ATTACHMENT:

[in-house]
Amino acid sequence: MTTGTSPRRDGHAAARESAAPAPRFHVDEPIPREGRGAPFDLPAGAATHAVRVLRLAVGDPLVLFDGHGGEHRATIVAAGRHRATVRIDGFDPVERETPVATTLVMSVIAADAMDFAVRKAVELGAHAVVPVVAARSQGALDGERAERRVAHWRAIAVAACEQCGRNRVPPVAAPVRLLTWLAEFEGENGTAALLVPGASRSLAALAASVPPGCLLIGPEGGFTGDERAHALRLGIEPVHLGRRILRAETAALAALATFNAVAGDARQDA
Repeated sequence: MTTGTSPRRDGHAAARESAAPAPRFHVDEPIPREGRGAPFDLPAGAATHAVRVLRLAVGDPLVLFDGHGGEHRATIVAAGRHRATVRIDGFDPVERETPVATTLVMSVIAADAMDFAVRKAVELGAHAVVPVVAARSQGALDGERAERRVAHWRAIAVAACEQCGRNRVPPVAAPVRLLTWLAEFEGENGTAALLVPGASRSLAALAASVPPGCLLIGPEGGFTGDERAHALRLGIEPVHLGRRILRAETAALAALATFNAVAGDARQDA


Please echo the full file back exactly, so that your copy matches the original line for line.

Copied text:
[in-house]
Amino acid sequence: MTTGTSPRRDGHAAARESAAPAPRFHVDEPIPREGRGAPFDLPAGAATHAVRVLRLAVGDPLVLFDGHGGEHRATIVAAGRHRATVRIDGFDPVERETPVATTLVMSVIAADAMDFAVRKAVELGAHAVVPVVAARSQGALDGERAERRVAHWRAIAVAACEQCGRNRVPPVAAPVRLLTWLAEFEGENGTAALLVPGASRSLAALAASVPPGCLLIGPEGGFTGDERAHALRLGIEPVHLGRRILRAETAALAALATFNAVAGDARQDA
Repeated sequence: MTTGTSPRRDGHAAARESAAPAPRFHVDEPIPREGRGAPFDLPAGAATHAVRVLRLAVGDPLVLFDGHGGEHRATIVAAGRHRATVRIDGFDPVERETPVATTLVMSVIAADAMDFAVRKAVELGAHAVVPVVAARSQGALDGERAERRVAHWRAIAVAACEQCGRNRVPPVAAPVRLLTWLAEFEGENGTAALLVPGASRSLAALAASVPPGCLLIGPEGGFTGDERAHALRLGIEPVHLGRRILRAETAALAALATFNAVAGDARQDA